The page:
Ruth Ozeki, a Zen Buddhist priest and accomplished writer, is able to make ancient spiritual philosophies accessible to the modern reader. Perhaps that’s not surprising. Her deft handling of quantum physic theories, however, may be less expected. The interplay between the two, along with her masterful interweaving of life stories, makes A Tale for the Time Being one of the most intriguing pieces of fiction I’ve read in a long time.
Ozeki plays with the boundaries of reality in this novel, including using several autobiographical details in the book, begging the reader to bend her perception of what’s real. The book centers around two main characters: a middle-aged writer (named Ruth) living in a remote island off the coast of Vancouver with her husband, Oliver (as the author does); and Nao (pronounced “Now”), a teenager in Tokyo who becomes a bar hostess (as the author was in Tokyo in her youth). Nao receives life-changing guidance from her grandmother, a Zen Buddhist nun, who sometimes visits Ruth in dreams.
The narrative structure itself also defies the bright line between fiction and reality as Ruth and Nao communicate across space and time. The story begins with Nao’s diary being washed up on the shore of Ruth’s island, sealed in a Hello Kitty lunchbox. As the narrative viewpoint jumps between the older woman reading the diary and the young girl writing it, the lines between the created and the creating also blur. Nao is conscious of having a reader; Ruth, a writer herself, neglects work on her memoir and instead reads Nao’s pages, becoming absorbed and affected by them until eventually she appears to affect them, back.
This interconnectedness between real life and the novel, between the writer and the reader, reflects the oneness of reality the Buddhists see. Time and space bend and blur, revealing their own impermanence, and, by extension, the unknowable depths of life itself. With strange blips like an Asian jungle crow on the Canadian coast, Ozeki shrinks the distance between these two different characters, on different continents, with different lives, acting like some literary version of Einstein’s wormhole. She shrinks the distance between difference itself.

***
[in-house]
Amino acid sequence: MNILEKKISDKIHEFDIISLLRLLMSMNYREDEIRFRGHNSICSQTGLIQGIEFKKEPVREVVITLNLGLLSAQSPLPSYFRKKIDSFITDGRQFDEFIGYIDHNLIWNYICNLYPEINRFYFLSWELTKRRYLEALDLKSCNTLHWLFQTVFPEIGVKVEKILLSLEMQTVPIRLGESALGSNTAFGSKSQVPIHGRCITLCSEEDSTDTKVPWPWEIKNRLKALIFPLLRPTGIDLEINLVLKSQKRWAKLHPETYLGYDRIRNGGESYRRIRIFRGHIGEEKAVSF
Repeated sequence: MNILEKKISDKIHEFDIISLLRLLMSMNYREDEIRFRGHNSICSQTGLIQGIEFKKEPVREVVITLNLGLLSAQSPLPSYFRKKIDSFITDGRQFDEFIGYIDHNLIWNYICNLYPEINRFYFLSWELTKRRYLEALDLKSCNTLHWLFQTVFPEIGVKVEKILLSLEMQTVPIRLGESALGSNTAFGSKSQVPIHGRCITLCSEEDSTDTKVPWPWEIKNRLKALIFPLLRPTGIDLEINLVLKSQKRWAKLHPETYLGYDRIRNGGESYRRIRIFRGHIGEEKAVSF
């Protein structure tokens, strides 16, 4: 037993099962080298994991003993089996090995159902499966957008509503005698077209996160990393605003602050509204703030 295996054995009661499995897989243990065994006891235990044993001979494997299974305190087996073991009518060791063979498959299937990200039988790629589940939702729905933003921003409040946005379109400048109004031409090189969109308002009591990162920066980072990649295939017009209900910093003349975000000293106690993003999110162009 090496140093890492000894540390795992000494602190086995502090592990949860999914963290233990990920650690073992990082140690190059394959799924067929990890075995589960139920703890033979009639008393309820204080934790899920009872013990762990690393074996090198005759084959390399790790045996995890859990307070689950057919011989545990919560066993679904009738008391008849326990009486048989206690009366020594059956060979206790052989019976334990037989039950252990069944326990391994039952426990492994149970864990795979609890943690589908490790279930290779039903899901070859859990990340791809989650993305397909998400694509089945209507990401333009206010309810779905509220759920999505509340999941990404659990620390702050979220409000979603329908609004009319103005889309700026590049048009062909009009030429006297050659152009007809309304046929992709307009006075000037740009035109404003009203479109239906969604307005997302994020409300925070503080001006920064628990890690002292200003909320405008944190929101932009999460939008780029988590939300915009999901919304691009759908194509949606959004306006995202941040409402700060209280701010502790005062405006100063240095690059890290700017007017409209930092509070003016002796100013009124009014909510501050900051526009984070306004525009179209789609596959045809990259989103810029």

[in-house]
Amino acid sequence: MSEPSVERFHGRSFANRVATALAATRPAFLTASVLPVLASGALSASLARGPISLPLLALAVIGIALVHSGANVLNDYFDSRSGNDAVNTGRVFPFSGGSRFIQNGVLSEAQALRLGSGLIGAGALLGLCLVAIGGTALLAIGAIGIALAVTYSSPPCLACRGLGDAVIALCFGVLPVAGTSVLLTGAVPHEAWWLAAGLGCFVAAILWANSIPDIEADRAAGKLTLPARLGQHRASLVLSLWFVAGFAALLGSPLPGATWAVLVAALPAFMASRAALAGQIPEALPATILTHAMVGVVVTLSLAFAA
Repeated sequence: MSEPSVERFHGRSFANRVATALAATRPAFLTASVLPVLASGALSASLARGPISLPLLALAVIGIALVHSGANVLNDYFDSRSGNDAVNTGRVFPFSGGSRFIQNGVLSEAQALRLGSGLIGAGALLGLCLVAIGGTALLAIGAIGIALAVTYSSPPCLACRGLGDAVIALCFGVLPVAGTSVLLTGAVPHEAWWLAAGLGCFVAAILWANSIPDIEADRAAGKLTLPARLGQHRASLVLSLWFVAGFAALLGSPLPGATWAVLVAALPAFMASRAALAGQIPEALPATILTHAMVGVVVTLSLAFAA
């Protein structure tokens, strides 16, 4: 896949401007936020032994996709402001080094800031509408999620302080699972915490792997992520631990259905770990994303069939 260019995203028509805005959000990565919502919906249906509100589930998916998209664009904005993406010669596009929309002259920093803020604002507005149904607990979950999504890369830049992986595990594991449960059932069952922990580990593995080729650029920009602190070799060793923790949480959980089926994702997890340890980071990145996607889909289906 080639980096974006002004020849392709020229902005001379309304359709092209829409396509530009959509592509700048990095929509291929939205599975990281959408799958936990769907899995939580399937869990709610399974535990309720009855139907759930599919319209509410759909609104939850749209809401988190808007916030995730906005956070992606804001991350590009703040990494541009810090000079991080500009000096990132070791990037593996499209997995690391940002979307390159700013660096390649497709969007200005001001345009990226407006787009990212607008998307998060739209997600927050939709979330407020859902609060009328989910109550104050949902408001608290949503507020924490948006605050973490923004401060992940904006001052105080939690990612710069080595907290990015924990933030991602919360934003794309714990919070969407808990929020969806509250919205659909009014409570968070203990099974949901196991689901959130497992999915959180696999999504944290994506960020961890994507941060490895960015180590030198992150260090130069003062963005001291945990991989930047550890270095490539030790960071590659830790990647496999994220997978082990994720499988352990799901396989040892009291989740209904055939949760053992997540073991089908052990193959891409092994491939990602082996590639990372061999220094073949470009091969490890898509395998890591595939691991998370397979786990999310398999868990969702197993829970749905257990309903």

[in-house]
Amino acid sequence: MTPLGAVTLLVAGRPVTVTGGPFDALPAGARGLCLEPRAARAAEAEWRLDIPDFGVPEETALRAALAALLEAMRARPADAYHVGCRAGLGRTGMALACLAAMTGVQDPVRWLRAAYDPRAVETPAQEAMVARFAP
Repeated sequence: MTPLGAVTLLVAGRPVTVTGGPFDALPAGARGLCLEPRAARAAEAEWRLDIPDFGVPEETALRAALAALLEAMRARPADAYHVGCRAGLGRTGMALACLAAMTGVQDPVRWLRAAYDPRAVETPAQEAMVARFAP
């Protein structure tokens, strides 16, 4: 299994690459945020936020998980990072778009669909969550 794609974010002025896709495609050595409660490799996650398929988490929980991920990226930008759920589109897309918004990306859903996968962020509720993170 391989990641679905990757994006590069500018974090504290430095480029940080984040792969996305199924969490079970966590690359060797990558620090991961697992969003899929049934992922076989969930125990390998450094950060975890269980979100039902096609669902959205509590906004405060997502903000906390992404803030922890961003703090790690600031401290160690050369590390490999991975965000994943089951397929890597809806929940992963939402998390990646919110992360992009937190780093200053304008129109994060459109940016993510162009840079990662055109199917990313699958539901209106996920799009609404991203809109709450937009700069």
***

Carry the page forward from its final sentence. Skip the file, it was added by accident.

The nature of consciousness also comes into question. The young Nao learns to “sit zazen,” or meditate, during a summer she spends at a temple in the mountains with her Buddhist grandmother. Ruth, reading about the experience on the other end of the Pacific, attempts the practice herself. Both women, young and old, begin to experience movement in their lives, both physical and mystical — the type that only seems possible once you begin to shed your closely-held understanding of the limits of your own life.
Ozeki also plays with the correlations between quantum physics and ancient Buddhist philosophy, such as the interconnectedness and transience of all matter and energy, an area that has long fascinated me. I am no physicist, however; even basic equations read Greek to me. So I very much appreciated Ruth’s plain-language explanations of some key concepts in quantum physics, like the famous thought experiment known as “Schrödinger’s cat.” I must have read half a dozen descriptions of that experiment and it’s implications, but Ozeki made the concept hit home. And she wove it in expertly with the related Buddhist concept of the impermanence of all things — that at any given moment, an atom, like a thought, can be in two different places or states of being.
My favorite type of novel is the one that takes you someplace new. I appreciate fiction which uses the flexibility of its art form to tease out important concepts and deepen the reader’s understanding of the human condition. Ozeki’s adroit work does all this and more; I recommend it to anyone curious about the magic hidden behind reality.